We sat down with Dr. Peregrino Brimah, a public commentator and Rights advocate who regularly writes columns in several editorials. He discussed his personal relationship with late General Tunde idiagbon, the well recognized former Nigerian number two man and chief of staff at the Supreme Headquarters under the military regime of Major General Muhammadu Buhari from 1983 to 1985.
What was your relationship with Late General Tunde Idiagbon?
He was a unique man with a powerful personality. I grew up knowing him as a family friend. We used to sit in his extraordinary company.
He spoke little. He never laughed, he did not even smile. He was a true soldier like very few the world has ever witnessed. One of his good friends, Alhaji Gada was a jester. A very funny man. He used to crack the most funny jokes. When everyone tumbled in laughter, Idiagbon would never laugh. he will not even crack a smile. The most he will do is nod or look to a side.
I remember when the late General first introduced me to the group. Idiagon said, this is Dr. Peregrino Brimah. I had just graduated Medical school at the time. Alhaji Gada said, “doctor of what? Of chickens?” I was very skinny and young then. Tunde Idiagbon with a very frank face responded rather chillingly. “He is a real Medical doctor.”
You talk about his character after government. Can you elaborate?
You see, many say that late General Idiagbon was the engine behind the noted integrity and discipline government of the Buhari regime. He was incorruptible to a fault. He lived his life really austere in a bungalow till he died. He had only a few cars, most were gifts. Nothing fancy.
We recall the CIA-Babangida, Abiola and Aliyu Gusau coup plotters had to make sure they took him out of the country to enact their evil plot. They could never have done it if he was in Nigeria. After the Saudis were conspired with by Abiola to invite him for the pilgrimage so the coup could happen, he had the option not to return to Nigeria where he was at risk of being killed, but he bravely returned.
I remember sitting with him and him reiterating that he never signed out of command. “I never signed,” he said. Idiagbon technically remained an active military General in command of Nigeria till his death. He never bowed down or accepted the new administration.
How was his relationship with the coup plotters?
Very notably, he never forgave the coup plotters and this was very open. In public functions, late General Idiagbon and his entire entourage never shook hands with Babangida, Abiola and the rest. It was a cold scenario.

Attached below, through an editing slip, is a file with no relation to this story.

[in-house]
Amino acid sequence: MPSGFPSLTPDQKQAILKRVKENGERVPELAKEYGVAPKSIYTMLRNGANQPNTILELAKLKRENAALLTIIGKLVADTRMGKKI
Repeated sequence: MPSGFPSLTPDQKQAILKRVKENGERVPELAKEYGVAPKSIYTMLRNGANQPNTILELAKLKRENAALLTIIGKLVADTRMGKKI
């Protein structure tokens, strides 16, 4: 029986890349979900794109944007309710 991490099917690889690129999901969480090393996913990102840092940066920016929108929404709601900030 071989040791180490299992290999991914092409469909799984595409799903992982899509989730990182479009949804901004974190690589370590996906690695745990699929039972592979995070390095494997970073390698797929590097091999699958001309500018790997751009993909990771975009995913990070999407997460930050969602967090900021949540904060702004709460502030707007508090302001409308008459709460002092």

You will see Idiagbon and his entourage walk right past Babangida and Abiola and never exchange pleasantries. That is the kind of man the late General was. may his soul rest in peace with his Creator.
I remember when Buhari took the PTF job.
Idiagbon will never take such a job. In particular, when his son, Kunle was to work on some jobs Muhammadu Buhari in the PTF thing, there is an event that stood out to me.
His son, Kunle needed funds to do his part. Late Idiagbon said he would not give him a penny. We were all shocked by this. As Kunle sourced funds from some of us, we were in amazement at why his father will not assist him or take a part in this.
You said he was a farmer and had episodes with herdsmen?
Yes, Idiagbon was a fervent farmer. He had a big farm and used to spend weekends there. He used to complain bitterly about Fulani herders invading his farm. This was as far back…in the early 90s.
I remember a particular day when he said enough was enough. He was very upset that the herds had devastated his crops one more time. He started taking his gun to the farm and then he would tell us how he killed several of their cows. It was the last war he was engaged in.
That time I did not know much about Fulani invasions of farm lands and it was news to me. The late general spent more time in his farm, armed and would kill any invading cows. I guess today they would have wiped out our area in revenge for that…and considering how vindictive they are, perhaps they are yet coming for us.
What can you tell us about his death?
I heard of his death first hand. He had two drivers, an old faithful driver who he had used for the years, Farouk and a military driver, Tanko. These drivers were my good friends. Tanko used to help drive my cars to buy petrol during the Abacha, Obasanjo and co scarcities. It was Tanko who took him to Abuja.
Tanko told me of how they could barely make the journey back. Whatever they had poisoned him with in Abuja was of quick onset. Tanko described how as he drove oga to Ilorin, the poor late General was in serious physical distress. He kept having to stop so Oga could relieve himself and throw up. Tanko described how we drove at breakneck speed to get ‘Oga’ to Ilorin.
He was admitted in his doctor’s clinic and when the severity was recognized, transferred to the Unilorin Teaching Hospital where he passed.
You remember that killing him and some others was part of the agreement Obasanjo had with the General Abubakar Abdusalami government. Everyone knew that if democracy was restored, Idiagbon was a contender that the people will want. Aliyu Tilde described this very well. Before Obasanjo agreed with the Aliyu Gusau and Babangida’s foster brother, Abdusalami proposal for him to come and assume power as their proxy with their PDP party, part of the agreement was to have threats eliminated. Idiagbon was one of the listed threats.
He is sorely missed. His burial was massive like never seen before. I can remember my disgust at the time seeing Babangida in attendance. Who invited him and who allowed him to attend? I will never make friends with the enemies of my father. At the time I could not help but be infuriated that he was allowed to attend knowing how the late General felt about him.